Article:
My friends one BTW has been surprisingly good on fuel.

dagwood1, Mar 28, 10:27pm
Have a browse through this site. There are some seriously experienced AND qualified people there.
Here's one thread on the subject to get you started. It's a few years old but the info is probably more valid than ever - especially regarding economy:
www.fishing.net.nz/asp_forums/new-boat_topic28244_post389261.html!KW=mercruiser#389261

jenznjuz, Mar 28, 10:34pm
cheers dagwood, will check it out ;)

jenznjuz, Mar 28, 10:36pm
Thank you for all your help, we'll deff follow up on all the info given. :)

dagwood1, Mar 28, 10:43pm

elect70, Mar 28, 11:19pm
What is the hullfibreglass or aluminium .It is more important to have a good hull as repairs are very expensivemore than themercruiser .eg mate bought20 ft f glass boat , looked Ok but had thick coat of anti fouling on bottom . After first sea trip it had lot of water inside , turns out it had delaminated $12000 to have it reskinned . Alloy - check for any patch welds. Try & get a sea trial before buying a boat

jenznjuz, Mar 29, 12:26am
Thanks elect70.yes it is fibreglass, and the hull will have a good combing over, and would deff make sure we get it in the water before purchasing.the reason for wanting a fibreglass boat is we wish to sleep the odd night in it, and this is warmer that aluminium. thanks for your comments. :)

topper, Apr 1, 3:34am
Just my 2 cents worth; however, stern drives suffer badly when neglected.
Might pay to have the sterrn leg checkedby the local mercury dealer.

Good luck!

unclejake, Apr 1, 5:26am
I agree with Topper. The leg is the biggest risk, but the whole thing sounds OK. I assume it is an American boat! You will need a bilge blower and to take care wrt fuel leaks and fumes

Also: The hours sound like utter bollocks. Sure, people own boats for 15 years and don't use them much, but an estimate of 100-150hrs when the hour meter isn't working is suspect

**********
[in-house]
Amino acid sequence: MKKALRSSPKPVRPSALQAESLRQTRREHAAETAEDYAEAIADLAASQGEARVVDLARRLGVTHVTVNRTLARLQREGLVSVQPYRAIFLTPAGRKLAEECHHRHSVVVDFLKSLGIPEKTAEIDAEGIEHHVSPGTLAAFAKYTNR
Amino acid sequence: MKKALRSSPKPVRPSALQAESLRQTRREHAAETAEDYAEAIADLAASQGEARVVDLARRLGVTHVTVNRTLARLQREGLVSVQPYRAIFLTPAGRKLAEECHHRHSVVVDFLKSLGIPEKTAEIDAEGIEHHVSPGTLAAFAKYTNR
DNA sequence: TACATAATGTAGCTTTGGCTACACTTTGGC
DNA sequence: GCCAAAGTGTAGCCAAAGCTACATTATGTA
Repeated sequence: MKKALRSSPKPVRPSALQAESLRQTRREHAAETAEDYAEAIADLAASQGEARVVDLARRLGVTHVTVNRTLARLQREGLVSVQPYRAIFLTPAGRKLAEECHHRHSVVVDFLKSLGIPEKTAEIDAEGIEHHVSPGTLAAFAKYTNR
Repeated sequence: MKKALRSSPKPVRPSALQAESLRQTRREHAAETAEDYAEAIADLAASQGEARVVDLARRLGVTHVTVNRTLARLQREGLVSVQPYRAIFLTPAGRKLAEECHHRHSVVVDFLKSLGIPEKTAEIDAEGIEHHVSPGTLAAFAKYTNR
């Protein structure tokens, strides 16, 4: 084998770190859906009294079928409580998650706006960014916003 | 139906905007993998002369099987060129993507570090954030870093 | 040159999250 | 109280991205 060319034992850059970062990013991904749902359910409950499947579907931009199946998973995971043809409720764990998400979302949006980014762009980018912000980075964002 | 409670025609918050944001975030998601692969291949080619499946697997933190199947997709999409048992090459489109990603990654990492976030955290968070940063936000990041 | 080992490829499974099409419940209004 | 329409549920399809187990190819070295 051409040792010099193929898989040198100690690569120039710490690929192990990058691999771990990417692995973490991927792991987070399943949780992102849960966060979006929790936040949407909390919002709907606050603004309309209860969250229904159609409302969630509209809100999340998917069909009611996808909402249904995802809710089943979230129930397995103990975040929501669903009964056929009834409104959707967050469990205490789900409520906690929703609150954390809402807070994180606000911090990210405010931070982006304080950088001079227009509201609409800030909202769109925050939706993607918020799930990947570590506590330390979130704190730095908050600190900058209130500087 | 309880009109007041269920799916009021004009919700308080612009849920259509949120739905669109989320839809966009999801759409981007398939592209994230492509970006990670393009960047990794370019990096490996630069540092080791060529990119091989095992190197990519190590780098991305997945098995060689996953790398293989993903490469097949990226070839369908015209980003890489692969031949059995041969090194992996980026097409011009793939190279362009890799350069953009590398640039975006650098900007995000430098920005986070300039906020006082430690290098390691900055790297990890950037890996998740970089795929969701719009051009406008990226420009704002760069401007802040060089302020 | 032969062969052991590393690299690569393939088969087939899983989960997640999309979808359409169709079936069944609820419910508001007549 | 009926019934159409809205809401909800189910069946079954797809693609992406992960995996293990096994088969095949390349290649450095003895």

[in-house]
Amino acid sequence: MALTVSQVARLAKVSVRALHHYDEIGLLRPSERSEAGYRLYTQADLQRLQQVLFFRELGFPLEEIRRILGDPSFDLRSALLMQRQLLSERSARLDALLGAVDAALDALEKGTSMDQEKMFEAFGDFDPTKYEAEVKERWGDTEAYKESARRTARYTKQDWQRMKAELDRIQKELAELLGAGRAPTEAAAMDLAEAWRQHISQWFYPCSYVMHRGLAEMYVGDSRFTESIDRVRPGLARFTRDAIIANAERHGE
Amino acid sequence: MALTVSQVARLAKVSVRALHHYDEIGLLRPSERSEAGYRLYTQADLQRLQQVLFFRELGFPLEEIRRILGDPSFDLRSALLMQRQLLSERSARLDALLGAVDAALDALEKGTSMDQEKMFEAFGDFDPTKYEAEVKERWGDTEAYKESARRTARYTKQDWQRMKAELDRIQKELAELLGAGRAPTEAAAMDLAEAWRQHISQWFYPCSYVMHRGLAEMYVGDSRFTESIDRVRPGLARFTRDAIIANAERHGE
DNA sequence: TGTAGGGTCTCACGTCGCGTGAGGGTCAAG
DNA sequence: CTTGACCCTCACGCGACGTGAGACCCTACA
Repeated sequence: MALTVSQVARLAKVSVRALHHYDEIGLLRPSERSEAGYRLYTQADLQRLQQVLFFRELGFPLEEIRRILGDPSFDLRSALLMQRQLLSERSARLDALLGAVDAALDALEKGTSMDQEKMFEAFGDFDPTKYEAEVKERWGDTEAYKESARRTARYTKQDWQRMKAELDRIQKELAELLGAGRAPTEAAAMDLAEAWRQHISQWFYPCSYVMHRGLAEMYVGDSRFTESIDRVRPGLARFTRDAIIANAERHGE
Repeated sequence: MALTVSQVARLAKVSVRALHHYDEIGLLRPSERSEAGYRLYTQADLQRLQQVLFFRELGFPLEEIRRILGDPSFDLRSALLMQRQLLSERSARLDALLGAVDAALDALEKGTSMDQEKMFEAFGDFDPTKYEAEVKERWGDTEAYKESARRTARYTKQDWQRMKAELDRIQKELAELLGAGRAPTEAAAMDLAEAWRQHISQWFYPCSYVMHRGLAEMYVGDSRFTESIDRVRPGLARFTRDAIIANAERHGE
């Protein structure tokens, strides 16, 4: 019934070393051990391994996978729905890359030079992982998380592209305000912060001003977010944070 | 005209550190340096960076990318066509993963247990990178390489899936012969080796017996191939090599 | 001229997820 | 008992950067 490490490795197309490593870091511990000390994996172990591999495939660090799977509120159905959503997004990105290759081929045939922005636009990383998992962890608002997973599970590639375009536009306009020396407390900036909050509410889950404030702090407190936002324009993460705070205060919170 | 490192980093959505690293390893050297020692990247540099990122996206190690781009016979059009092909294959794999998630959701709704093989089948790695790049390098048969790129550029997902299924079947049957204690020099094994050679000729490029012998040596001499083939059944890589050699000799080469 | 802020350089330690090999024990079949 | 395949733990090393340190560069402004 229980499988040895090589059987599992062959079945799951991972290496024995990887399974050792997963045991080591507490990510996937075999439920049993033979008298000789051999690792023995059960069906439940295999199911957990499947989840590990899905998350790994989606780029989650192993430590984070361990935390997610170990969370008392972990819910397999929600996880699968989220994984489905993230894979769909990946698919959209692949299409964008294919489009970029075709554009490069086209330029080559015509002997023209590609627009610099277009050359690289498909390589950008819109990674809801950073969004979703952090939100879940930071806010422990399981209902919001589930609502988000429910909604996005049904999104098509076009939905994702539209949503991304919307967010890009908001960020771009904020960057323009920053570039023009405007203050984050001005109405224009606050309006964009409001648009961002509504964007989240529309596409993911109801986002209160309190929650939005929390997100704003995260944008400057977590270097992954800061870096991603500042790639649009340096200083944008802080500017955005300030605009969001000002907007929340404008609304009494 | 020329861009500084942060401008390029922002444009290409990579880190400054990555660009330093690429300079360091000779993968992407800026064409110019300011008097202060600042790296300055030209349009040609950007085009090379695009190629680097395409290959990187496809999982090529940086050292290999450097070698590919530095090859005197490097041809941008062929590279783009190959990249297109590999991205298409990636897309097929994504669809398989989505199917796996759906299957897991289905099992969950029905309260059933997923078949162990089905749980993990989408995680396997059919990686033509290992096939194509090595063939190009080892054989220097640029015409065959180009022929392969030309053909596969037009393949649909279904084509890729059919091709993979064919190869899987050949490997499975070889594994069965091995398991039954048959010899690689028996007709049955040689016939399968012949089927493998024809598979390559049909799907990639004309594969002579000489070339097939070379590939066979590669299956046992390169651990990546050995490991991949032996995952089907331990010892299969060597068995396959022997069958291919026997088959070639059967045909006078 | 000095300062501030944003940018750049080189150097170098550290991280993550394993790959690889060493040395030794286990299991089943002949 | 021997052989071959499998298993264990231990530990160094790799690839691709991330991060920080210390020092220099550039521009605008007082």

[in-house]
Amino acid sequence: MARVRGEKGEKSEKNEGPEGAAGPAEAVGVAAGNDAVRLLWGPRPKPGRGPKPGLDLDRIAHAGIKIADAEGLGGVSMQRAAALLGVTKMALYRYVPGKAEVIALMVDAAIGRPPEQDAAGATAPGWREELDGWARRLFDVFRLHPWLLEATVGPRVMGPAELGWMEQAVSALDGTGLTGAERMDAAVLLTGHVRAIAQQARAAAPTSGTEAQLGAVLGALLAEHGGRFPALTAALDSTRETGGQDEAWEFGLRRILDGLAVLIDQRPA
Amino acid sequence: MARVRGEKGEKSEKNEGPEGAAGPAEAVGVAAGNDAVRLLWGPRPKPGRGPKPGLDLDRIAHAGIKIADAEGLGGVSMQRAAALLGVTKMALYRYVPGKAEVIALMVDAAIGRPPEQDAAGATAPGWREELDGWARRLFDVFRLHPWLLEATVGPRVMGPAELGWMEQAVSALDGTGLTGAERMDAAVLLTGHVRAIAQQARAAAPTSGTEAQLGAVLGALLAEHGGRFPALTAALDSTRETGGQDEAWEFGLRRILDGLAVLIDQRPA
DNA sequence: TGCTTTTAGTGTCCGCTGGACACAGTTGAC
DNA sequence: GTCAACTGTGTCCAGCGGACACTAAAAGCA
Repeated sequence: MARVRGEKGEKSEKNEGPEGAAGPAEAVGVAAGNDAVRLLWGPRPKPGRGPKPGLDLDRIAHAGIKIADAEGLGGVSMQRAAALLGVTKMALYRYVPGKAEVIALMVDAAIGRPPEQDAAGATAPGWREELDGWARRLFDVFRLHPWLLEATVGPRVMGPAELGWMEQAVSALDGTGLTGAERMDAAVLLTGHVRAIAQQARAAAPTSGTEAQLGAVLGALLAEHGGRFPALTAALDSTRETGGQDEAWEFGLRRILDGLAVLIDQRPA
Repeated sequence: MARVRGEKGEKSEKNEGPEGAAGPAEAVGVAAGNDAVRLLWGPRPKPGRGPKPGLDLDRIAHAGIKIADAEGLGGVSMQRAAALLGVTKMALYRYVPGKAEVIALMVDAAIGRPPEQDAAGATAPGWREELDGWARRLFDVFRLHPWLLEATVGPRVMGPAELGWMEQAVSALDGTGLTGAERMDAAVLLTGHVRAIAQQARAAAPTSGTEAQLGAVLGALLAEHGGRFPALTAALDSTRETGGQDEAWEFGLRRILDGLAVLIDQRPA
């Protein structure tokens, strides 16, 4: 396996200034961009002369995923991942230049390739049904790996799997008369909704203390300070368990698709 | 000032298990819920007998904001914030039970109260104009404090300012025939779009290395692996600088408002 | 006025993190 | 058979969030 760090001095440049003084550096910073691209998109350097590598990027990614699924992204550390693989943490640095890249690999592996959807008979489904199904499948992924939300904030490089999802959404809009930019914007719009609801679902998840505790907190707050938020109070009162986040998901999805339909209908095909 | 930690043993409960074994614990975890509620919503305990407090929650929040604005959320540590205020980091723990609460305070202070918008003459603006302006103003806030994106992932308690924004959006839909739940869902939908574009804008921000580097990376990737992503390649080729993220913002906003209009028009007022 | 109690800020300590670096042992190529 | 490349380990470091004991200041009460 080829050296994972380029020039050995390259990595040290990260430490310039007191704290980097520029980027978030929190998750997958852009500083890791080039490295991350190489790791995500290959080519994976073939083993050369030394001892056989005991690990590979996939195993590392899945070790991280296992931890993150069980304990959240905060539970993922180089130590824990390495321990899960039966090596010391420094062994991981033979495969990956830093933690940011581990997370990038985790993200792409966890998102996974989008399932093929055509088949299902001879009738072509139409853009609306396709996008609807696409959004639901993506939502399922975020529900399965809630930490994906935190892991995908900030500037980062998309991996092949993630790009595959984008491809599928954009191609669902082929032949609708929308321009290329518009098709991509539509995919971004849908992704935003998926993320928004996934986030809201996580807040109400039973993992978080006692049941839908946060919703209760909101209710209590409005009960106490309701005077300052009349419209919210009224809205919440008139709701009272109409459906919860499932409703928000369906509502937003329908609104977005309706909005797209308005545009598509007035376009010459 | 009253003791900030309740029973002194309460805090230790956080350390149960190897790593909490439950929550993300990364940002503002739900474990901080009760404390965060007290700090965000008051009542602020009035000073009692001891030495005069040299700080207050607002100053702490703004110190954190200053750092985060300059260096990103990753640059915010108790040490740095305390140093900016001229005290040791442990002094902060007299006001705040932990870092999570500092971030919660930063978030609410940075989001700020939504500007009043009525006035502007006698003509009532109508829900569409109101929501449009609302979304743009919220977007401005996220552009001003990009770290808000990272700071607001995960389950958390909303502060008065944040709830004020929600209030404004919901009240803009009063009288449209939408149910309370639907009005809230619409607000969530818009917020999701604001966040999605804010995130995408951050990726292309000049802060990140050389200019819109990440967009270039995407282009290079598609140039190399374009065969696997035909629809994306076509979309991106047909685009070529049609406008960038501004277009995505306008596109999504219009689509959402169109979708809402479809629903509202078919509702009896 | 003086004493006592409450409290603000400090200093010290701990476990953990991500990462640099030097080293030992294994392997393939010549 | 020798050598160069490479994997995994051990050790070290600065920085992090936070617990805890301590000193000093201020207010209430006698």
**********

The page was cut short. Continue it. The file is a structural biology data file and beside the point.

wayne472, Apr 1, 5:35am
WARNING! --- Stay away from stern legs,when they go wrong they go wrong in A big way $$$$$$ way.I know I had two and both cost me and I know others that have had the same experience! There is too much in A sternleg to go wrong!

bigracket, Apr 1, 6:00am
Point 1 , Your sitting on a bomb (called a fuel tank) 2, It will be very very thirsty. 3, stern legs honestly prey it dont break. 4, corrosion seems to happen on them big time, things like spark plgs, distributors coils can take a hammering. 5 they dont seem to go that long before they need reconditioning. Diesel is far far better in a boat.

crzyhrse, Apr 2, 12:01am
Stern legs: avoid at all costs.

jenznjuz, Sep 20, 1:59pm
shoot, sounds like we need to be looking at outboards then, thanks all for your advice, stories and help.just to be clear to another question.its a Bayliner Capri cuddy cabin, special edition 1996. 25K is the asking price. a couple of people have mentioned that this is a cheap price for such a boat and to be sure that its checked fully. Im a little gunshy now, unsure if we will persue it any longer. Shame- we both fell in love with the boat as it ticked all the boxes. pretty hard to find a reliable boat these days by the sounds of it, i guess they all have there pros and cons. once again, cheers all, and have a mint weekend! :)